18. 18. CVC Latency Bound <ul><ul><li>If the traffic generated within the period of [0,t] </li></ul></ul><ul><ul><li>V(t) <= T + r * t </li></ul></ul><ul><ul><li>then </li></ul></ul><ul><ul><li>D <= (T + Lmax )/ Bi +Lmax/C (1) </li></ul></ul><ul><ul><li>Storage System: </li></ul></ul><ul><ul><li>D <= ( ( N+1)*k*C + T + Lmax)/ Bi + ( k*C +Lmax)/C (2) </li></ul></ul><ul><ul><li>Stonehenge: </li></ul></ul><ul><ul><li>D <=(N+1)/IOPSi+1/IOPS max (3) </li></ul></ul>FT VD(m) IOPS(m) IOPS(max) N req T Bytes ? seek rotation txfer other
    19. 19. Key Components <ul><li>Mapper </li></ul><ul><li>CVC scheduler </li></ul><ul><li>Feedback path between them </li></ul><ul><ul><li>Relaxing worst case service time estimate </li></ul></ul><ul><ul><li>VD multiplex effect </li></ul></ul>
    20. 20. Empirical Latency vs Worst Case <ul><li>Approximate </li></ul><ul><li>P(service time, N) with P(service time, N-1) </li></ul><ul><li>Q is P’s inverse function </li></ul><ul><li>D <=(Q(0.95) + s) * [(N+1)/IOPSi+1/IOPS max ] </li></ul>x y
    21. 21. Bursty I/O Traffic and P spare <ul><li>Self-similar </li></ul><ul><li>Multiplexing effect : P spare(x) </li></ul>x y
    22. 22. Latency or Throughput Bound <ul><li>(B throughput , C, D, E) </li></ul><ul><li>D--> B latency </li></ul><ul><li>(B throughput , C, B latency , E) </li></ul><ul><li>B throughput >= B latency : throughput bound </li></ul><ul><li>B throughput < B latency: latency bound </li></ul>B throughput B latency Or even less?
    23. 23. MBAC for Latency Bound VDs <ul><ul><li>When the jth VD with requirements </li></ul></ul><ul><ul><li>(Dj, IOPS’’j, Cj, E) comes, </li></ul></ul><ul><ul><li>1. For 0 < i <= j, </li></ul></ul><ul><li>Convert Di to IOPS’i: </li></ul><ul><li>Di <=(Q service (0.95) +s)*[(N+1)/IOPS’i+1/IOPSmax] </li></ul><ul><li>Let IOPSi = max(IOPS’i, IOPS’’i) </li></ul><ul><li>2. If sum(IOPSi) <IOPSmax , accept the new VD, otherwise, reject. </li></ul>
    24. 24. MBAC Performance Pservice Table 2. Resource Reservation Table 1. Maximum number of VDs accepted. 17 17 7 85% Mixed Run 3 14 14 7 95% Mixed Run 2 22 20 7 95% Financial Run 1 Oracle MBAC Deterministic Probability VD Type - - - - - - 90% Deterministic 95% 67% 55% 47% 43% 38% N/A MBAC - 49% 37% 24% 19% 15% 11% Q_{service}(0.95) 15 14 13 11 10 9 7 Number of VDs
    25. 25. MBAC for Throughput Bound VDs <ul><li>When jth VD (Dj, IOPS’’j, Cj, E) comes, </li></ul><ul><li>Convert Dj to IOPS’j: </li></ul><ul><li>Dj <=(Qservice(0.95)+s)*[(N+1)/IOPS’j+1/IOPSmax] </li></ul><ul><li>Let IOPSj = max(IOPS’j, IOPS’’j) </li></ul><ul><li>if IOPSj < Qspare(E) admit the new VD, otherwise, reject it. </li></ul>
    26. 26. MBAC Performance Pspare VD 0 – TPC-C VD 1 - financial VD 2 – web search
    27. 27. Measurement-based Admission Control (MBAC) <ul><ul><li>When the jth VD with requirements </li></ul></ul><ul><ul><li>(Dj, IOPS’’j, Cj, E) comes, </li></ul></ul><ul><ul><li>1. For 0 < i <= j, </li></ul></ul><ul><li>Convert Di to IOPS’i: </li></ul><ul><li>Di <=(Q service (0.95) +s)*[(N+1)/IOPSi+1/IOPSmax] </li></ul><ul><li>Let IOPSi = max(IOPS’i, IOPS’’i) </li></ul><ul><li>2. Group VDs into two sets: throughput bounded set T and latency bounded L </li></ul><ul><li>3. For the throughput bound VDs, calculate combined </li></ul><ul><li> Q I/O_rate , Let Q spare (x) = IOPS max – Q I/O_rate (x) </li></ul><ul><li>4. If sum(IOPS(L)) <Qspare(E) , accept the new VD, otherwise, reject. </li></ul>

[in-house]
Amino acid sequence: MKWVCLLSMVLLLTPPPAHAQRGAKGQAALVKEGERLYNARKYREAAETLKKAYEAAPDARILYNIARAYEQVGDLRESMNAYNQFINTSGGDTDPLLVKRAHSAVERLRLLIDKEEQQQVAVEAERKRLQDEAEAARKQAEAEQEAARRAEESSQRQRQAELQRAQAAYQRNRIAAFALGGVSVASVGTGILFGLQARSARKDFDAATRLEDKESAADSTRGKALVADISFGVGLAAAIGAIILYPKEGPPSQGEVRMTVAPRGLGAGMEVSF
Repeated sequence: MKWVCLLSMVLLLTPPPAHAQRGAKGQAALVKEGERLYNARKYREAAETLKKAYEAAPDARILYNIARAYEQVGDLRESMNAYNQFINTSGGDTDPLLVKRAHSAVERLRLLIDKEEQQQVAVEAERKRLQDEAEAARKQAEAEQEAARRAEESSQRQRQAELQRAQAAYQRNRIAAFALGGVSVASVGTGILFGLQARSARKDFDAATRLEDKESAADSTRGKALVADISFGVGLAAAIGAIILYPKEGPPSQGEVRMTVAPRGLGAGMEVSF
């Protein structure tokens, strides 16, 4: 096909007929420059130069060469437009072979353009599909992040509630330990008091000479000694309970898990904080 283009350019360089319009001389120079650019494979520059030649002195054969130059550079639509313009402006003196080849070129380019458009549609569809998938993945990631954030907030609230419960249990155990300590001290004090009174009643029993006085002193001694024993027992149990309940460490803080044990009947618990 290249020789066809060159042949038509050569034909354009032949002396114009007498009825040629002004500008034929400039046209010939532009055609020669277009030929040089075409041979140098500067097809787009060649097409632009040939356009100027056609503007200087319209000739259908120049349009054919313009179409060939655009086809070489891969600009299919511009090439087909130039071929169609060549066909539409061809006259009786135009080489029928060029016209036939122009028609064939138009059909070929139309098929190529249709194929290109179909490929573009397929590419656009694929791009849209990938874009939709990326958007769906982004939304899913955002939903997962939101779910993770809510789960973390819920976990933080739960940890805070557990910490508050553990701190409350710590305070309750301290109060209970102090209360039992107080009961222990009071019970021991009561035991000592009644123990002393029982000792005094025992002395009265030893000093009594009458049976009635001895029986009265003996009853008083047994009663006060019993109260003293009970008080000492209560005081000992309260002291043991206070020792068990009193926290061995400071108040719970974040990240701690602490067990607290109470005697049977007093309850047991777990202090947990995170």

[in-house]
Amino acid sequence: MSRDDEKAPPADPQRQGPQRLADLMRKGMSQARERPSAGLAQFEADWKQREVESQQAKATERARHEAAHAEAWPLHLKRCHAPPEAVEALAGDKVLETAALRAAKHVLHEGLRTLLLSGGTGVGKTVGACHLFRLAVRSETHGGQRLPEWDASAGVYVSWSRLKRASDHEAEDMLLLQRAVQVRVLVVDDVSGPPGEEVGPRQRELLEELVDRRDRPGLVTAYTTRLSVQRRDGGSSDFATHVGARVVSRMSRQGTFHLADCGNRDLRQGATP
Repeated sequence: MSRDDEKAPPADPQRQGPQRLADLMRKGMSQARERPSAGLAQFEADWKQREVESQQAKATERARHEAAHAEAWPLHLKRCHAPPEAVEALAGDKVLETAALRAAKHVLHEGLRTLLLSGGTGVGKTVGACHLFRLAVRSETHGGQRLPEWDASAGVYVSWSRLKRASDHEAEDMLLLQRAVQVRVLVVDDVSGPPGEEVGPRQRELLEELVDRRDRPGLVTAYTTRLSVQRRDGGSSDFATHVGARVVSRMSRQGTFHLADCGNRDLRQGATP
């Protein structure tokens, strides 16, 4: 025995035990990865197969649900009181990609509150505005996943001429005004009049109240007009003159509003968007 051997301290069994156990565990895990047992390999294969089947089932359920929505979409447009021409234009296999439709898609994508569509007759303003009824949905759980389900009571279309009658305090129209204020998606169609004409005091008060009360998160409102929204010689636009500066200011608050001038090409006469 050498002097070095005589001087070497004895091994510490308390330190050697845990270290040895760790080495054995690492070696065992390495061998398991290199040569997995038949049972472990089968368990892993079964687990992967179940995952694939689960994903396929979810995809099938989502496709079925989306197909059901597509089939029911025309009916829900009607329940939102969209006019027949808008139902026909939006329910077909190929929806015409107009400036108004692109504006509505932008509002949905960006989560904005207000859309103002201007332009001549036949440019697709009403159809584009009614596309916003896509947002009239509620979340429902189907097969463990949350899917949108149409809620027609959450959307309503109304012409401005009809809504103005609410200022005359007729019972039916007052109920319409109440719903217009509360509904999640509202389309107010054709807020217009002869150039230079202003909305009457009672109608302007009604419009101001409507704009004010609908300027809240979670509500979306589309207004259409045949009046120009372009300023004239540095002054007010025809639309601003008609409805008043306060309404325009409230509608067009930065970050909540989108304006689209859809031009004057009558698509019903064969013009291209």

28. 28. Issues with Measurement <ul><li>Stability </li></ul><ul><ul><li>I/O rate pattern is stable </li></ul></ul><ul><ul><li>Boundary case for Pservice </li></ul></ul><ul><li>Overhead of monitoring </li></ul><ul><ul><li>trivial </li></ul></ul><ul><li>Window Size </li></ul>
    29. 29. Put them all together: Stonehenge <ul><li>Functionality: A general purpose IP storage cluster </li></ul><ul><li>Performance </li></ul><ul><ul><li>scheduling </li></ul></ul><ul><li>Efficiency </li></ul><ul><ul><li>measurement </li></ul></ul>
    30. 30. Software Architecture kernel kernel kernel F. E. T. D. iSCSI initiator Stonehenge V. Table IDE Mid Layer Driver Disk Mapper Admission controller Traffic shaping Scheduler F. E. T. D. F. E. T. D. V. Table Scheduler Queues FETD front end target driver User Stonehenge P. Table P. Table
    31. 31. Effectiveness of QoS Guarantees in Stonehenge (a) CVC (b) CSCAN (c) Deadline violation percentage
    32. 32. Impact of Leeway Factor Overload probability Violation Percentage
    33. 33. Overall System Performance and Latency Breakdown <ul><li>1 GHZ CPU </li></ul><ul><li>IBM 7200 ATA disk array </li></ul><ul><li>Promise IDE controllers </li></ul><ul><li>64 bit 66MHZ PCI bus </li></ul><ul><li>Intel GB NICs </li></ul>A max of 55 MB/sec per server. 2 Network delay 2 574 Network delay 1 50 Central 1360 Disk access 507 iSCSI server 57 iSCSI client Average Latency (usec) Software Modules
    34. 34. Related Work <ul><li>Storage management </li></ul><ul><ul><li>Minerva etc at HPL </li></ul></ul><ul><li>Efficiency-aware disk scheduler: </li></ul><ul><ul><li>Cello, Prism, YFQ </li></ul></ul><ul><li>Run time QoS guarantee </li></ul><ul><ul><li>Web server, Video server, network QoS </li></ul></ul><ul><li>IP storage </li></ul>
    35. 35. Conclusion <ul><li>IP Storage Cluster consolidates storage and reduces fragmentation by 20-30%. </li></ul><ul><li>Efficiency-aware CVC real time disk scheduler with dynamic I/O time estimate provides guarantee of performance and good disk head utilization. </li></ul><ul><li>Measurement feed-back effectively remedies the over-provision. </li></ul><ul><ul><li>Latency: P service 2-3 folds </li></ul></ul><ul><ul><li>Throughput: P spare 20% </li></ul></ul><ul><ul><li>I/O time estimate: P I/O time </li></ul></ul><ul><ul><li>Load imbalance: P leeway </li></ul></ul>